Football is just like the rest of the world. It is all about money. Crazy amounts of money, mostly, when football is involved. In the real world, you should plan your money wisely. I advise doing the same in FM.
In this article, I will talk about my planning. Feel free to use it as you see fit.
I tend to plan my money around a two-year cycle. It isn’t a problem if I lose money in the first season, as long as I correct that in the second season. This way I make sure that any monetary problems don’t grow over my head. Obviously, I might not be around in the second season to correct my earlier loss, but at that point, it is no longer my problem.
To make my plan and keep to it, I use a few little tricks I picked up over the years.
The first is a salary cap. I set a limit on the amount of money I pay to my players (and staff). I do that based on their role in my squad. A talented youngster will make less than the midfielder that is indispensable to my team.
In the game, there are some limits to the wages you can pay, set by the board. My advice would be to look at those and take it from there. At some clubs, you can get away with going with the limits that are set for you. At most clubs, especially the smaller ones, you will have to fine tune those to your liking, mostly a bit lower than what the board sees as fitting.
This doesn’t work without keeping a keen eye on the squad roles that are present in your team. Many players (I’ve done that more times than I can count), set and forget. I have made a note that I taped to my monitor to check twice every season. On the first of January and the first of July, I look at the results of the last 6 months. Based on form, goals, assists, basically about the value of the player for that period, I switch some players to a different role. Only one tier up or down, mostly, I want to change things, not ignite a revolt in the dressing room.
Transfers & Transfer Cap
In my last article, I went into what I look at in transfers and transfer clauses to make sure I don’t go bankrupt. Transfers are a big part of my financial planning.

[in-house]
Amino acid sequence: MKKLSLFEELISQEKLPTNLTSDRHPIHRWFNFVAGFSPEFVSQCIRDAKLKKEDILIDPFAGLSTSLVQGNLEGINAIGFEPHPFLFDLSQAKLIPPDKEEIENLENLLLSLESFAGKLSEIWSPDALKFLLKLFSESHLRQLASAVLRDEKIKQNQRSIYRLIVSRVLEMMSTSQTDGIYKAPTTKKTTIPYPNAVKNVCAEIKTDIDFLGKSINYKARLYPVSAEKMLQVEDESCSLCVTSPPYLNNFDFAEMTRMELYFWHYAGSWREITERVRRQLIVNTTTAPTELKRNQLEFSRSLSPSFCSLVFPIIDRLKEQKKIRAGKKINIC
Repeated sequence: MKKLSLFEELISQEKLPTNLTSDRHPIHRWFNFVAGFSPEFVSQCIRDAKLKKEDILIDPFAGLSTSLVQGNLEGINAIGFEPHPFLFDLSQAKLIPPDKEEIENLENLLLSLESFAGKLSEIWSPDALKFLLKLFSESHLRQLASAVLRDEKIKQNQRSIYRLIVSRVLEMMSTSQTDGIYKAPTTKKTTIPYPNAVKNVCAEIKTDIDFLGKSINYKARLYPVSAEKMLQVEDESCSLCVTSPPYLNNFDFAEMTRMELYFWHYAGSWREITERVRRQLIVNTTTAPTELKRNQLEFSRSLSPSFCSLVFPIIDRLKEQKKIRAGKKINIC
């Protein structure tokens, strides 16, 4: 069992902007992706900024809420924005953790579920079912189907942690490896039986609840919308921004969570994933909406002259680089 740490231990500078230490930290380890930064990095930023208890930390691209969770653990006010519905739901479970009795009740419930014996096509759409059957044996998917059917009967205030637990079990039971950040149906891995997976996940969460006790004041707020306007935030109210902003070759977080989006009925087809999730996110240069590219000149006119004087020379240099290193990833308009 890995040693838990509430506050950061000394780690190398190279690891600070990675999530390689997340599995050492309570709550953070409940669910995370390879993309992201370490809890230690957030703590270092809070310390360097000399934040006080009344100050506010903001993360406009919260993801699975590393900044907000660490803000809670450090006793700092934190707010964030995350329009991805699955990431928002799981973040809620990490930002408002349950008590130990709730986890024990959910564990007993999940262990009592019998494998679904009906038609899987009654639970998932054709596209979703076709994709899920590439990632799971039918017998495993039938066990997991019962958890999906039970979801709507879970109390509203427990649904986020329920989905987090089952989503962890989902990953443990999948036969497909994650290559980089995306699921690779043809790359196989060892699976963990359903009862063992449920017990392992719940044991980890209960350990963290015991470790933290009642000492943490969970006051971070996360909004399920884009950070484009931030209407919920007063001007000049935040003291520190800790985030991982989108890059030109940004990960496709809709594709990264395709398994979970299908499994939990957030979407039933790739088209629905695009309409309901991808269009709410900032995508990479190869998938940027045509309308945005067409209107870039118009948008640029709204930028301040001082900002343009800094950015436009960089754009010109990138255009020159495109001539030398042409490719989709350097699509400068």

Without resorting to selling one or two players every year, most smaller clubs don’t make ends meet.
The easiest way is to sell your best player every year. The smartest way is to plan ahead for your transfers. During the season it becomes clear which player will most likely leave at the end of the season. I’m not talking about the terrible defender you will have to let go for free just to make sure you never again need to watch him giving away goals like Christmas presents, though you have to plan for that too.
I’m talking about looking at your squad, identifying the most likely candidates for a transfer, be it based on performance, the fact that they don’t fit in your squad or just because you dislike them.
You need to plan ahead here, so you have a replacement lined up when you actually seal the deal. This makes sure you don’t overpay for a mediocre player during the crazy part of transfer season, just to fill up a key position.
All this is not about money, except that it actually is. While planning what players to sell and buy, keep your eye on an imaginary cap you set for every position. What position in your squad, within your style of play, is key. Splurge there and be (a bit) frugal at other places. Because throwing caution to the wind and spending huge amounts on disappointing players is a shortcut to failure.
Money has the tendency to slip away. Money in football doubly so. Keep your eye on your finances screen once every in-game month or so. Look at the projections, look at what you have spent in the past month. Just look out for irregularities and little money sinks that you can’t explain. In my last save I kept losing around 5-6k a month on wages that I could not explain. Turns out there was a player in my U19 with a huge wage, loaned out to a small club for free. I somehow missed that and let the situation go on for 4 months before I caught up. In the next transfer window, I sold him, making up for the money bleed, but just barely. No big deal for Man City or Barcelona, big deal in the german third tier.
These are the three most used tricks I employ to watch my finances. Obviously, this is not an exhaustive guide. If you have tips that should feature here in a future article, please let me know.